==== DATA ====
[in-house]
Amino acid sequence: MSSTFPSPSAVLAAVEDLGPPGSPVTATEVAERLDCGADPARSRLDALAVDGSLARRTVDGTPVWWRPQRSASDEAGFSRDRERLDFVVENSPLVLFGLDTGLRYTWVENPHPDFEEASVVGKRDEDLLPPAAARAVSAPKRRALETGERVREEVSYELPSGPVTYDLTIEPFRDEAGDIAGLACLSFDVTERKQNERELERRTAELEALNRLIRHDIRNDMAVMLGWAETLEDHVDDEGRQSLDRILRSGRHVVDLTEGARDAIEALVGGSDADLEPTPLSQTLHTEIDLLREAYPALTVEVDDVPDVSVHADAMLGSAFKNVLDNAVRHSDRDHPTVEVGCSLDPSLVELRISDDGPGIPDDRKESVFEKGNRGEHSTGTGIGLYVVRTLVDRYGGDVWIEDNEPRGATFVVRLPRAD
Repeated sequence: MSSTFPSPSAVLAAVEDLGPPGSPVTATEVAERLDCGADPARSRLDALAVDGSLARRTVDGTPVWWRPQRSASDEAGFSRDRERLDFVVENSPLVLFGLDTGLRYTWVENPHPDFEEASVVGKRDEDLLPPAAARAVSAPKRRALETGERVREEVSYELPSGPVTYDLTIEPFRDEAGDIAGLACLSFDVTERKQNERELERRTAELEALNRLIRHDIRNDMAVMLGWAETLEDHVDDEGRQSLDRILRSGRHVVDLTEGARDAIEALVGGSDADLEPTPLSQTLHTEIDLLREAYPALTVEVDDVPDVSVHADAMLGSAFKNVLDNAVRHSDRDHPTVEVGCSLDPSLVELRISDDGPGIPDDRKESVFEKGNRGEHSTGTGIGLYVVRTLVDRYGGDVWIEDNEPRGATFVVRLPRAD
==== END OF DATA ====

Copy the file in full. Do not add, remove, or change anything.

[in-house]
Amino acid sequence: MSSTFPSPSAVLAAVEDLGPPGSPVTATEVAERLDCGADPARSRLDALAVDGSLARRTVDGTPVWWRPQRSASDEAGFSRDRERLDFVVENSPLVLFGLDTGLRYTWVENPHPDFEEASVVGKRDEDLLPPAAARAVSAPKRRALETGERVREEVSYELPSGPVTYDLTIEPFRDEAGDIAGLACLSFDVTERKQNERELERRTAELEALNRLIRHDIRNDMAVMLGWAETLEDHVDDEGRQSLDRILRSGRHVVDLTEGARDAIEALVGGSDADLEPTPLSQTLHTEIDLLREAYPALTVEVDDVPDVSVHADAMLGSAFKNVLDNAVRHSDRDHPTVEVGCSLDPSLVELRISDDGPGIPDDRKESVFEKGNRGEHSTGTGIGLYVVRTLVDRYGGDVWIEDNEPRGATFVVRLPRAD
Repeated sequence: MSSTFPSPSAVLAAVEDLGPPGSPVTATEVAERLDCGADPARSRLDALAVDGSLARRTVDGTPVWWRPQRSASDEAGFSRDRERLDFVVENSPLVLFGLDTGLRYTWVENPHPDFEEASVVGKRDEDLLPPAAARAVSAPKRRALETGERVREEVSYELPSGPVTYDLTIEPFRDEAGDIAGLACLSFDVTERKQNERELERRTAELEALNRLIRHDIRNDMAVMLGWAETLEDHVDDEGRQSLDRILRSGRHVVDLTEGARDAIEALVGGSDADLEPTPLSQTLHTEIDLLREAYPALTVEVDDVPDVSVHADAMLGSAFKNVLDNAVRHSDRDHPTVEVGCSLDPSLVELRISDDGPGIPDDRKESVFEKGNRGEHSTGTGIGLYVVRTLVDRYGGDVWIEDNEPRGATFVVRLPRAD